The Beach Diaries 2015 — #1 in an Occasional Series


I come to this summer’s entries in a strange state of flux. Recently, while between projects for the first time in about 12 years, I came to realise that I barely exist. At least, not outside of the self-identifying label of writer. I’ll get to the beach stuff in a bit, but stay with me, as this is relevant. I never made a secret of the fact that my work is where I feel most at home, and that it’s a nice, safe hiding place for me, from the world I never really got along with. In My Dinner with Andre, they argue about a quote attributed to Ingmar Bergman that goes “I could always live in my art, but not in my life.” That’s me.

Back in March, I finished the Saved by the Bell book, completely burnt out, having hopped from one (or two or three) overlapping project(s) to the next for over a decade, and suddenly finding myself with no idea what to do next. With no other world to lose myself in, there was nothing to distract me from my place in this one. Consequently, I’ve felt increasingly vague and ghostlike and lost, and quite honestly, fucking crazy. I’m a non-corporeal entity that merely haunts the places I pass through. I’ve been lost inside my own head for years, only half-there, with my mind on whatever I’m working on now or next or never.

I don’t know if this is a genuine crisis, or just feels like one in the moment, like many feelings that hit you when you’re in a down period before the dark clouds pass and sweep them along with them. But right now, I’m trapped in this strange and unfamiliar land where the needle of my internal compass refuses to settle on Next, and it suddenly all feels very real and raw. I put everything into my work or thinking about my work (“a bunch of pretension and dick jokes?” you say, “a life well spent…”). There are roughly half a million words of mine available to buy on Amazon, plus a bunch of screenplays, articles, unpublished and abandoned books, and various writings sat around on hard drives or notepads. It’s all I do. Literally all I do. And I do it alone. But if I can’t define myself by those words, then what am I? I’ve come to the conclusion that I have no idea, except that I’m pretty sure that, creative ventures aside, it’s not what I ever aspired to be at this stage of my life.

Why haven’t there been any Beach Diaries until now, the end of June? Because I haven’t felt like going out (or able to go out). I’ve been way too busy drowning in the sort of suffocating depression that keeps the curtains closed during the day, and the nights sleepless and filled with anxiety and paranoia and recurring bad dreams; that pushes away the people you care about, and marks the passing of the long days minute by minute. Just get through it; it’ll pass. It won’t. Not this time. The usual solution would be to point myself at an empty page and type or scribble until it all faded into the background, but…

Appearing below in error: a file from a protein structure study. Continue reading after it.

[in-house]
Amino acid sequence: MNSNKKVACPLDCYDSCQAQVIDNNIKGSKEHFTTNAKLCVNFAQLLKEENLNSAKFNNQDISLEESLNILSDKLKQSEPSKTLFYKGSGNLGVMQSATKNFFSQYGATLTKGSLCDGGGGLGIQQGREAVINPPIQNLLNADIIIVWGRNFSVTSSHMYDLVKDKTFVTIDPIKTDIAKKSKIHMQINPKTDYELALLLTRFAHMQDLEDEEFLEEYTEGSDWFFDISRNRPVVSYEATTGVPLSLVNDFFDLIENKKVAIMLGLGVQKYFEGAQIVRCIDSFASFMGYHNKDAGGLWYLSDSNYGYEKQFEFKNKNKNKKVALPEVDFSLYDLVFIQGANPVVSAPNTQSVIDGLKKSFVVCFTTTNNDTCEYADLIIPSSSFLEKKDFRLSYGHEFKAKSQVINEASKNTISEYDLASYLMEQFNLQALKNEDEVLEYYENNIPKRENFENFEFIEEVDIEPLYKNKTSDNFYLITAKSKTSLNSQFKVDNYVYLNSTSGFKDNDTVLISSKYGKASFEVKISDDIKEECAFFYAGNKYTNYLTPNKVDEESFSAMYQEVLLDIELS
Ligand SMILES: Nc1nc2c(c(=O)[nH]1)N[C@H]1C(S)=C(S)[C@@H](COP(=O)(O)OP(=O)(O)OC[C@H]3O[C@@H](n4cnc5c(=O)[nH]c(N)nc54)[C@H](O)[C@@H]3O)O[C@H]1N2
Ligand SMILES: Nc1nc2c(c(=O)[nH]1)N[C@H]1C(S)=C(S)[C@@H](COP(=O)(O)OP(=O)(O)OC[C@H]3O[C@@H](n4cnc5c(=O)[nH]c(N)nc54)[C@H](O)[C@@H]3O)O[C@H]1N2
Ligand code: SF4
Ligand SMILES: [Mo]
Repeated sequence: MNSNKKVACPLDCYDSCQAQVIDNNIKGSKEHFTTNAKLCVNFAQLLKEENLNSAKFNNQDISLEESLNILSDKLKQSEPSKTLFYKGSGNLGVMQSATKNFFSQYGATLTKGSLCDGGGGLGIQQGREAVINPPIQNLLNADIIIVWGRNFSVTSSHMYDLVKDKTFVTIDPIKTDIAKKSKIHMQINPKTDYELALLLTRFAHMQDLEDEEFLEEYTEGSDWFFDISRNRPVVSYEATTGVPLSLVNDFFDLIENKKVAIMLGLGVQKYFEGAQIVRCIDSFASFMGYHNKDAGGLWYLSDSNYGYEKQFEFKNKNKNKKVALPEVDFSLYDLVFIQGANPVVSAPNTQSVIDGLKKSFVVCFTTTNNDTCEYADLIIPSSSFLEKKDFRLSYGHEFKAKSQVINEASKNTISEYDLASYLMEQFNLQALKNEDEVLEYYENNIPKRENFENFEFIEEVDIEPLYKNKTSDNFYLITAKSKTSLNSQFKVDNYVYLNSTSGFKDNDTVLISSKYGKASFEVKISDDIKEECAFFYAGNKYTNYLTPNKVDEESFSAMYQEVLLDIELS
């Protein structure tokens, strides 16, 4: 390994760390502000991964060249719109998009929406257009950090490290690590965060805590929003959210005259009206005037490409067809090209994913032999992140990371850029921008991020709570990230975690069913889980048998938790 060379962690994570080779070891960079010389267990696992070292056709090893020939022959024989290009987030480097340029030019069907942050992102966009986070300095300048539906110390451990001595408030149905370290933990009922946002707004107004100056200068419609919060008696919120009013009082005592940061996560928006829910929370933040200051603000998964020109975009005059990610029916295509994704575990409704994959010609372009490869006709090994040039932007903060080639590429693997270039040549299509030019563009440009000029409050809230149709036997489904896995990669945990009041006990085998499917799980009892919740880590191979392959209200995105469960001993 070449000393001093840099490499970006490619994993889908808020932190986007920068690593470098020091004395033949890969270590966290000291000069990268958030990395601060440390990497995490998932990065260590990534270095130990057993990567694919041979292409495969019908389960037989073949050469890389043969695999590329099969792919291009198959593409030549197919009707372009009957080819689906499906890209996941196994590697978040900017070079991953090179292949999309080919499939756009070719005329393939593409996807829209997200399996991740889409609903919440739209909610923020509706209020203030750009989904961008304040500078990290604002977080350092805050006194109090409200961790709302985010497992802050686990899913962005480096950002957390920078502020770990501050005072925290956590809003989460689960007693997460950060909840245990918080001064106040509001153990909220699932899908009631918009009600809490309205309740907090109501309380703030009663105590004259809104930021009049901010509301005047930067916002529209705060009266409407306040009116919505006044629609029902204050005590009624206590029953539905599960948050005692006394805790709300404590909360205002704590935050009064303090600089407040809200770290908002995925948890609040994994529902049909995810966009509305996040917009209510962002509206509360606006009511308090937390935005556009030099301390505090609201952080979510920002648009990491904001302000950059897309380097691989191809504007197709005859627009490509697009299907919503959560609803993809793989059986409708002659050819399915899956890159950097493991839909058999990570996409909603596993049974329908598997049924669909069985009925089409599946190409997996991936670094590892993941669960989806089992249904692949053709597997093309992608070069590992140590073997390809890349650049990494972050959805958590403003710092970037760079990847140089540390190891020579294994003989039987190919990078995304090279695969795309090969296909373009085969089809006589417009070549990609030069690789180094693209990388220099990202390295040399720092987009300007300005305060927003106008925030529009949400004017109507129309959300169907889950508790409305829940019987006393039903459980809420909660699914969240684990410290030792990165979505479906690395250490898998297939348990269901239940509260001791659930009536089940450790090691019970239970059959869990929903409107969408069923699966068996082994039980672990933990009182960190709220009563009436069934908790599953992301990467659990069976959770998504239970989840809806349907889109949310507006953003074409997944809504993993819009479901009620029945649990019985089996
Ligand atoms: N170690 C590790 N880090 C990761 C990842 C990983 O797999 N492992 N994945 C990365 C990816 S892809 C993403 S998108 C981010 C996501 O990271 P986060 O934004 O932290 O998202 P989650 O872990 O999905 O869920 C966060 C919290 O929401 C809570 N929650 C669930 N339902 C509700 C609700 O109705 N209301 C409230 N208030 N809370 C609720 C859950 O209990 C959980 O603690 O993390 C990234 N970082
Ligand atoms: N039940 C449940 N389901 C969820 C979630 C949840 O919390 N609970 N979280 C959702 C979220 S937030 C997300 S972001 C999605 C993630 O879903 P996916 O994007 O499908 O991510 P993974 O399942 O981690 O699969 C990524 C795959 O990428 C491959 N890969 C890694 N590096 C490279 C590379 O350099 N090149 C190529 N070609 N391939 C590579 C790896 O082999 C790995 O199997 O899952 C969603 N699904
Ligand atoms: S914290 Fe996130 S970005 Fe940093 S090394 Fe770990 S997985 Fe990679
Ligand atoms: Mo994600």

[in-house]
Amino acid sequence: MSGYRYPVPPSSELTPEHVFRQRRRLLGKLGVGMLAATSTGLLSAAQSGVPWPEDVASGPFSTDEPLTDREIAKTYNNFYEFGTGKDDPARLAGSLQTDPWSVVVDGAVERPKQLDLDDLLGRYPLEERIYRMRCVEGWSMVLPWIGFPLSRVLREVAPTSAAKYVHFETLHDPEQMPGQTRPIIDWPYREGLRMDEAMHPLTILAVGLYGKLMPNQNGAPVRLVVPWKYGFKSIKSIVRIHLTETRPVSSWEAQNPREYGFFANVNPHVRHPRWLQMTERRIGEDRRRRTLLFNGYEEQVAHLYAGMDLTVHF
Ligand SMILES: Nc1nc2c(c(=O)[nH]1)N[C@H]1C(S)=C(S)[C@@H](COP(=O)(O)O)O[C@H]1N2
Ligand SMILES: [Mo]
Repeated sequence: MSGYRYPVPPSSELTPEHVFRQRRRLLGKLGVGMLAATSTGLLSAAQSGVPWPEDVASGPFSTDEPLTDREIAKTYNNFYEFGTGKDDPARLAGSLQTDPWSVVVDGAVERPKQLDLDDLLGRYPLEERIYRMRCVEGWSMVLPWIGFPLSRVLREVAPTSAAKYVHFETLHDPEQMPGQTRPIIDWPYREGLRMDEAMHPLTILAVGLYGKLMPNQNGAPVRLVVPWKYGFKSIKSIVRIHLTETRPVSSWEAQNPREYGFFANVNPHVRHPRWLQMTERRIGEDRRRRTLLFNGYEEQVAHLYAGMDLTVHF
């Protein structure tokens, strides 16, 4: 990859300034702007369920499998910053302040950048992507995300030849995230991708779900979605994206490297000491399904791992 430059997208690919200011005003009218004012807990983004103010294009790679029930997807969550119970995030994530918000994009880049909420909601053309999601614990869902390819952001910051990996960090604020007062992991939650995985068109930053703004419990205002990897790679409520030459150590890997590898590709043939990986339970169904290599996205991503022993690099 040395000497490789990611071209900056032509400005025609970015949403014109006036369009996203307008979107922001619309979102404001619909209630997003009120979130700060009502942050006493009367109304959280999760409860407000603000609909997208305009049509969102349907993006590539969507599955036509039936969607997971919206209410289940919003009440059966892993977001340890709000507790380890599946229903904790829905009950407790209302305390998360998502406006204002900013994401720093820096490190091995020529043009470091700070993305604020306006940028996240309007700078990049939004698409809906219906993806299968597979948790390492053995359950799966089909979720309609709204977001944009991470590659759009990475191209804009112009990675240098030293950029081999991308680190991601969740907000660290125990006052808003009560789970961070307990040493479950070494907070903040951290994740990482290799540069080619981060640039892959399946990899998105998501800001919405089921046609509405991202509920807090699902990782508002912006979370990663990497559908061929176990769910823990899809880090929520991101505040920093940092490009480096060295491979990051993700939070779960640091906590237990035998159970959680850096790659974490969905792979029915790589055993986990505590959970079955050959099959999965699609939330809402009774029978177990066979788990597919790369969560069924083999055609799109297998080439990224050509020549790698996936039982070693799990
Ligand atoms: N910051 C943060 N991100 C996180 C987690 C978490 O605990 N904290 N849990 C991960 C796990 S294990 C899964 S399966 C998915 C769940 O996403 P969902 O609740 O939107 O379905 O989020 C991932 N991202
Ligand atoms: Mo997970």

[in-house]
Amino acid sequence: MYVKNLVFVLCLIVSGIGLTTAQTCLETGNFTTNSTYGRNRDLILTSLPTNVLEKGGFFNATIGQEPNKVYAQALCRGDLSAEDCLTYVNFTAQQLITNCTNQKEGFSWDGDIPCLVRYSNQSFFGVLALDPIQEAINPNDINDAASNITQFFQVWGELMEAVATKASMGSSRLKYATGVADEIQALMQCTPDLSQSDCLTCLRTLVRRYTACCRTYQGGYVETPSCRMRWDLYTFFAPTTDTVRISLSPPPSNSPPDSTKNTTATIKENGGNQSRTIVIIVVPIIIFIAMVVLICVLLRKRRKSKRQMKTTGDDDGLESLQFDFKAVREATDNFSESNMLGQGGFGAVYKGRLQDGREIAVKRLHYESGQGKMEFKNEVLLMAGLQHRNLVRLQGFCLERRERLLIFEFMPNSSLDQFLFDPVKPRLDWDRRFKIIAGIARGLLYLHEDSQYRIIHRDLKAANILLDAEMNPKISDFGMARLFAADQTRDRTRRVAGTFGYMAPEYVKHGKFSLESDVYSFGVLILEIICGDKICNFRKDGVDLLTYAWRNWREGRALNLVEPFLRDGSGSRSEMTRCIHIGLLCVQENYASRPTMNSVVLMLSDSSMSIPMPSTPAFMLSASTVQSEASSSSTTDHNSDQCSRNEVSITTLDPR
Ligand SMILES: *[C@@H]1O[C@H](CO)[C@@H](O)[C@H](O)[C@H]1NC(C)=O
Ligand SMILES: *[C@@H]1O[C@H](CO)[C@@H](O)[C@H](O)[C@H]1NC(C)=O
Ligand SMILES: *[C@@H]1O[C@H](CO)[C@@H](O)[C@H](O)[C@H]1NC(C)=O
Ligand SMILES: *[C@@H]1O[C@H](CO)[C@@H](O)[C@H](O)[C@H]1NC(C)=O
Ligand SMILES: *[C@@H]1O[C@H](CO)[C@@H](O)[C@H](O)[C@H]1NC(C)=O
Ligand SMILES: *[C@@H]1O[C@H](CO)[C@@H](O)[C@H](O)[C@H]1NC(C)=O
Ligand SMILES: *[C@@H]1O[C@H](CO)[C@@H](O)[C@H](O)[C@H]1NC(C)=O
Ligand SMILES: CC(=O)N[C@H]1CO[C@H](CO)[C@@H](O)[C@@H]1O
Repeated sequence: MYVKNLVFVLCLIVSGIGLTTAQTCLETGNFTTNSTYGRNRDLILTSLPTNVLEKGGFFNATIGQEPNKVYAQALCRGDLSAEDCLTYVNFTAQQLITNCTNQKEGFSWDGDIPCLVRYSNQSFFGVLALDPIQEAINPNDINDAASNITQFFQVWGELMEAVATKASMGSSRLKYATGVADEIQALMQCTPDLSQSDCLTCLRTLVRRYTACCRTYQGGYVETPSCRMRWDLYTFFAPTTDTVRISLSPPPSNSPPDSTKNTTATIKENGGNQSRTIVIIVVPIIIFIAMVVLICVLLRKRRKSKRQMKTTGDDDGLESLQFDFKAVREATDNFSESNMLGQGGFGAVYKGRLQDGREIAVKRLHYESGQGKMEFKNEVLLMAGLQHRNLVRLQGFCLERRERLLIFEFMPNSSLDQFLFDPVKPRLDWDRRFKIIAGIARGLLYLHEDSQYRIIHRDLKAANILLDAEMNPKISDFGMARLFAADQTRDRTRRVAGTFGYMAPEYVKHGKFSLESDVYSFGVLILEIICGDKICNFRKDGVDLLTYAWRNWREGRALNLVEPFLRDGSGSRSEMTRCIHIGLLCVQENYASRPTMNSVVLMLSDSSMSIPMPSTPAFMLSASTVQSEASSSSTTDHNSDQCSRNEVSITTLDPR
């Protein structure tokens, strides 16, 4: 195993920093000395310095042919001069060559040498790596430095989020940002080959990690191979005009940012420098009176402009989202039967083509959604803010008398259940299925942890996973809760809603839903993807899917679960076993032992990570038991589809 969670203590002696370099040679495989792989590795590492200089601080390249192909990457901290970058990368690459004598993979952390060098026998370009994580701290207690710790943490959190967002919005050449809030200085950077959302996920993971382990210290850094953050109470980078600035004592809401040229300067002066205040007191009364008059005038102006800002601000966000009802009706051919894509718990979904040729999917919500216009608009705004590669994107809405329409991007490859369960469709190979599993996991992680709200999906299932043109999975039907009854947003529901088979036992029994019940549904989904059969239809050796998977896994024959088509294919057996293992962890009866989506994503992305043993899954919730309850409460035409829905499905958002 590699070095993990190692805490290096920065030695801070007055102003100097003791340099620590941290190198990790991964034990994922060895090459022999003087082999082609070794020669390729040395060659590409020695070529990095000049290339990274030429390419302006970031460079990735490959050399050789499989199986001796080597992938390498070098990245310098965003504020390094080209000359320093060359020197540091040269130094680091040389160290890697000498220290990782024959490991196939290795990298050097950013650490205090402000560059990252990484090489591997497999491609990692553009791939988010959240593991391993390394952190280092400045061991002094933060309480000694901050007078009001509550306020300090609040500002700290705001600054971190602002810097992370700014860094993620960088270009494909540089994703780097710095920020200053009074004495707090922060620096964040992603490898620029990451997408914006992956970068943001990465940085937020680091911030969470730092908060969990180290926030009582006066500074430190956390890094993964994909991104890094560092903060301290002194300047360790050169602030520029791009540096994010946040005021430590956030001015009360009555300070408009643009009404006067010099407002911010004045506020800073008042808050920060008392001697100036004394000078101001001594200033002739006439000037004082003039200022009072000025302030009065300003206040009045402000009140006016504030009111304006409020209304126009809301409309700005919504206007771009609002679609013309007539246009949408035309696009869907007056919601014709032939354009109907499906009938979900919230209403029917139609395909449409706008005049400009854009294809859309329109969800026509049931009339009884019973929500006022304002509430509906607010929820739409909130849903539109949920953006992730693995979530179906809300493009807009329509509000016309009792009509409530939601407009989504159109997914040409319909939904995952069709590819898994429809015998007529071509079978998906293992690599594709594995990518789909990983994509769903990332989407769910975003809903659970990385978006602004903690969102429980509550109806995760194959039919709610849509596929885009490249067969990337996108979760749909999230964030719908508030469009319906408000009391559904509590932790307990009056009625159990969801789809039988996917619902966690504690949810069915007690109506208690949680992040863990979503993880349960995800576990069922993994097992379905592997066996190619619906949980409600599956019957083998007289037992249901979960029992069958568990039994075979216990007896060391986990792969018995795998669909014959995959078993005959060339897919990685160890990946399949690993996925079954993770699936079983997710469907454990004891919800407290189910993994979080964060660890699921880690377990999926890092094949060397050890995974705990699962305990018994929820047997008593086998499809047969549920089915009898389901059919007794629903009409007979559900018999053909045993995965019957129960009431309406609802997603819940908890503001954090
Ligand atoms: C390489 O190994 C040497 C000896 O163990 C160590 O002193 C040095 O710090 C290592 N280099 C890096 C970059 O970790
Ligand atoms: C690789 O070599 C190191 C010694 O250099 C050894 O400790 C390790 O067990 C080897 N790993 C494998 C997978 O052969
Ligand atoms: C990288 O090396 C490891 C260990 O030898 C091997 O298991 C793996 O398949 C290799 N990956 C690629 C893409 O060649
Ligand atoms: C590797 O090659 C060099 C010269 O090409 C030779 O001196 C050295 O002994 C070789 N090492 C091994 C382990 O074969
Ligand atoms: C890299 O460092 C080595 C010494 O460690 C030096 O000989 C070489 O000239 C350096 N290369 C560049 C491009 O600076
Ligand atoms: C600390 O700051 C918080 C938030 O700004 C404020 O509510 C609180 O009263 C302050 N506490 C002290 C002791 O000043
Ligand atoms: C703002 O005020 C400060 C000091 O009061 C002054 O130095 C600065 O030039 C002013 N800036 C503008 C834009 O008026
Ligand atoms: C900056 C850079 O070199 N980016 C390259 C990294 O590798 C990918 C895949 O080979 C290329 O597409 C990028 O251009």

Last weekend I scrawled some lengthy piece which seemed really insightful and full of meaning as it was coming out of me, but on transcription revealed itself to be meandering half-gibberish; repetitive melancholia that’s either Classic Millard or a cry for help. I didn’t post it.

I hesitate to use the phrase ‘find myself’, but I stopped the more regular Beach Diaries because of similar fears of retreading the same ground and becoming a cliche, and just went on to write in different genres and mediums instead. I could do that now. I’ve got dozens of half-finished projects and hundreds of unstarted ones. But if I do, I’ll probably never come back out.

So, for now I’m returning to these, back to The Beach, to see what happens, with all of the above consciously at the front of my mind, and wondering if I’ll find a solution, or part of a solution; a step or a doorway; somewhere out there. I’m not going to apologise for opening on some rambling, self-serving psychoanalysis, when you were likely hoping for whizz-bang observations about shirtless lads pretending to hump an inflatable dolphin, or a cute elderly gent groaning in arthritic-pain as he cheerily bends to pick up a dog-dirt for his aged wife, because these pieces have always been about exposing my own demons and flaws through the medium of people-watching.

I don’t know what form these entries will take, or if there will be any beyond this one. Or if this will even leave the notepad and make itself public. But I do know that they, or I, can’t stay unevolving. And if I keep hiding inside my writing like a heroin addict, that’s what will happen.

So, to the beach…